The Westminster Sonnerie Johannes Vermeer by Vacheron Constantin is a lesson in fine watchmaking



The Vacheron Constantin Les Cabinotiers Westminster Sonnerie Hommage à Johannes Vermeer offers a rare glimpse of what can be accomplished at the height of fine watchmaking. The bespoke studio of the Swiss watchmaking elite, Les Cabinotiers, is dedicated to making unique bespoke pieces that the public rarely sees; they exist only for the pleasure of the collectors who order them. This is one of the exceptions – the client agreed to let Vacheron share the details – and it represents an example of what is possible in fine watchmaking if you can afford it (the price is top secret but certainly in the six figures) and time – it took eight years of development.

It contains a personalized movement, the manually wound 806-component caliber 3761, with a tourbillon, minute repeater, large and small strike and Westminster chime, using five separate gongs. The term Westminster chime refers to the world famous bells of Big Ben, the clock on the British Tower of Parliament in London. Its theme is a four-bar melody played at different frequencies. The notes must be struck in perfect harmony, which requires a high degree of precision and rhythm. A Grande Sonnerie is a watch which strikes the hours and quarters of an hour in passing and repeats the time every quarter. A small bell (small bell) repeats the hours and quarters in passing, without repeating the hours at each quarter. A minute repeater repeats the hours, quarters and minutes on demand. If that sounds like a lot of ringing, please rest assured that the watch can be set to silent mode, which suspends the ringing function.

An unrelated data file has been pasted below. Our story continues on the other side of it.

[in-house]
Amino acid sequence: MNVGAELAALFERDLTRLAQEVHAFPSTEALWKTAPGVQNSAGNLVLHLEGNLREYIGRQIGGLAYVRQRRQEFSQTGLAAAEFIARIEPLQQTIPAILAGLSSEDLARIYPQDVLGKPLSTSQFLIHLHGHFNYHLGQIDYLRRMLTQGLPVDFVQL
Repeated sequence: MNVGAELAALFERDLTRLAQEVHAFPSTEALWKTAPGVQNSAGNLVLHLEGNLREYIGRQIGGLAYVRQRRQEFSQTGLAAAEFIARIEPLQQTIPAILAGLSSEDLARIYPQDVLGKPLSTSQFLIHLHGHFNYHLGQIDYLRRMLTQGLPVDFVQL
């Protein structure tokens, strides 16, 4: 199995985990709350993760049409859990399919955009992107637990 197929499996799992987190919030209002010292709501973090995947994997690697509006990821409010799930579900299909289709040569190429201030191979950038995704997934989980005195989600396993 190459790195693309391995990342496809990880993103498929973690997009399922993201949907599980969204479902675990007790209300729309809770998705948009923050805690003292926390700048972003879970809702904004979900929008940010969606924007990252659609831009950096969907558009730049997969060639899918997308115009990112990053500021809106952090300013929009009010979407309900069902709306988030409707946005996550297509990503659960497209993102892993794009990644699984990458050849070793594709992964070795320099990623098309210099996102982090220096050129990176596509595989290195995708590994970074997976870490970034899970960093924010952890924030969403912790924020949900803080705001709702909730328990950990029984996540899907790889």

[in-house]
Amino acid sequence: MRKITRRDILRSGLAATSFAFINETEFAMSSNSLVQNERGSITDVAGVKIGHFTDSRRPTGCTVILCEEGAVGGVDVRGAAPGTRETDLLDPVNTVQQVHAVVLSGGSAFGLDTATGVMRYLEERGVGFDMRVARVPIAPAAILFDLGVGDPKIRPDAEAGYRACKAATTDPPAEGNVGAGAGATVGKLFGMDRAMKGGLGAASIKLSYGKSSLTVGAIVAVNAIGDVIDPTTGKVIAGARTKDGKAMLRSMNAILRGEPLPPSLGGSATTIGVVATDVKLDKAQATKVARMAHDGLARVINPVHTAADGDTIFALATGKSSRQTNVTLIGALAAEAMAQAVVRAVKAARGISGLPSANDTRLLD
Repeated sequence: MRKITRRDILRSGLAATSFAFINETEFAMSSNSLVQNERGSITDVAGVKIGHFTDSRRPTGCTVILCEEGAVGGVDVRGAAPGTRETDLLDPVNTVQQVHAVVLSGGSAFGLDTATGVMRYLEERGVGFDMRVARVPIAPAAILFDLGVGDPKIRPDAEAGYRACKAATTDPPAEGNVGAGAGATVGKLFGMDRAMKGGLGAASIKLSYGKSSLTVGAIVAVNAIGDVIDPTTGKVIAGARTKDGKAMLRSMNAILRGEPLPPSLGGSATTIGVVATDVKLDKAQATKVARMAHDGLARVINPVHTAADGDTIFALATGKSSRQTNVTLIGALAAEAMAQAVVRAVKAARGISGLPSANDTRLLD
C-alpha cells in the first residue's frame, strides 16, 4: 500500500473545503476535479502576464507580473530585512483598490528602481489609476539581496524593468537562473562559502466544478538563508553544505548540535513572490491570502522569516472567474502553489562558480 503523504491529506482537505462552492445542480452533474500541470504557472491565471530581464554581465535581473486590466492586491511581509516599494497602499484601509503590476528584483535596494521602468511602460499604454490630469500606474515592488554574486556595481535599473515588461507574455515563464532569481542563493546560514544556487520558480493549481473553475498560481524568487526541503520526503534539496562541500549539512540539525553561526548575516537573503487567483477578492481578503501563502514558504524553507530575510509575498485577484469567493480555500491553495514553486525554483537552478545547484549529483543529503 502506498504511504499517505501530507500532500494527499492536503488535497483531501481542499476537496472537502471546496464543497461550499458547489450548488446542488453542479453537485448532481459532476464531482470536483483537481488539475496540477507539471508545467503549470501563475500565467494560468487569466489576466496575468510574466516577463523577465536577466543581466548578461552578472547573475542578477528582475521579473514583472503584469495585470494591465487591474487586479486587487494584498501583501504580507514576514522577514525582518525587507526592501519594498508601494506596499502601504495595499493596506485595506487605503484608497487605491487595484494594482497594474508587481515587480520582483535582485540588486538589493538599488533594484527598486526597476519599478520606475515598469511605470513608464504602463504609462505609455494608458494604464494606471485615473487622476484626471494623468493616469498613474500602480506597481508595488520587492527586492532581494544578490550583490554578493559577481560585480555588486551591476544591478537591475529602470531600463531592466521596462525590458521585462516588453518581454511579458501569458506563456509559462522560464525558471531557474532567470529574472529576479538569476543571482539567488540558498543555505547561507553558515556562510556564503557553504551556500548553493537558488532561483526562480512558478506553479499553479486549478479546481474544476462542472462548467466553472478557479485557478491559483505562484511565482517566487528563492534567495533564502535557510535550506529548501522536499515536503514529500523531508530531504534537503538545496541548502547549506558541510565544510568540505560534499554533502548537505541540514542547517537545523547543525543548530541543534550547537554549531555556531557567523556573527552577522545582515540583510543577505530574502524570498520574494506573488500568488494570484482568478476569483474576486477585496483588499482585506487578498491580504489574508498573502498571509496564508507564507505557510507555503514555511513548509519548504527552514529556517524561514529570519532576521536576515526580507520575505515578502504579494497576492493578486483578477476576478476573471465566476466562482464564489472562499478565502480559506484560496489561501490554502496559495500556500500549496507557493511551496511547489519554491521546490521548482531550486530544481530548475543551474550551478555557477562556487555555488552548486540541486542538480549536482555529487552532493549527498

The tourbillon escapement is constructed to not only compensate for the effects of gravity on the movement, but incorporates a mechanism that keeps the seconds hand stable as it moves around the sub-dial on the face of this very large watch – it is 98mm wide and 32.6mm thick. Each component of the movement is hand finished and decorated according to the rigorous criteria of the hallmark of Geneva.

The visuals are as impressive as the technical ones. The hinged cover on the dial is enameled in a miniature reproduction of Johannes Vermeer’s Girl with the Pearl Earring, painted by Swiss enamel artist Anita Porchet, whose fame in the world of watchmaking is equal to that of Vermeer in the world of art. The portrait required seven months of work, spanning two years and including more than 20 bakes. The 18k yellow gold case is also meticulously finished. Each surface is hand-engraved in designs ranging from tulips, pearls and acanthus leaves to a pair of roaring lions, one on either side of the arch surrounding the crown. The engraving and the sculpture took five months of meticulous work.

“This piece was commissioned by a passionate collector who wanted a technically and aesthetically exceptional pocket watch, reflecting the noblest traditions of 18th century fine watchmaking,” explains Christian Selmoni, director of heritage and style at Vacheron Constantin. “He told us that he had long dreamed of having a real Westminster chime pocket watch in his collection, adorned with miniature enamel.

Although the Westminster Sonnerie Tribute to Johannes Vermeer is not the most complicated watch ever designed by Vacheron Constantin – it was the 260th anniversary of the Ref. 57260, which currently bills itself as the most complicated watch in the world – “it is perhaps the most ornate,” says Selmoni.



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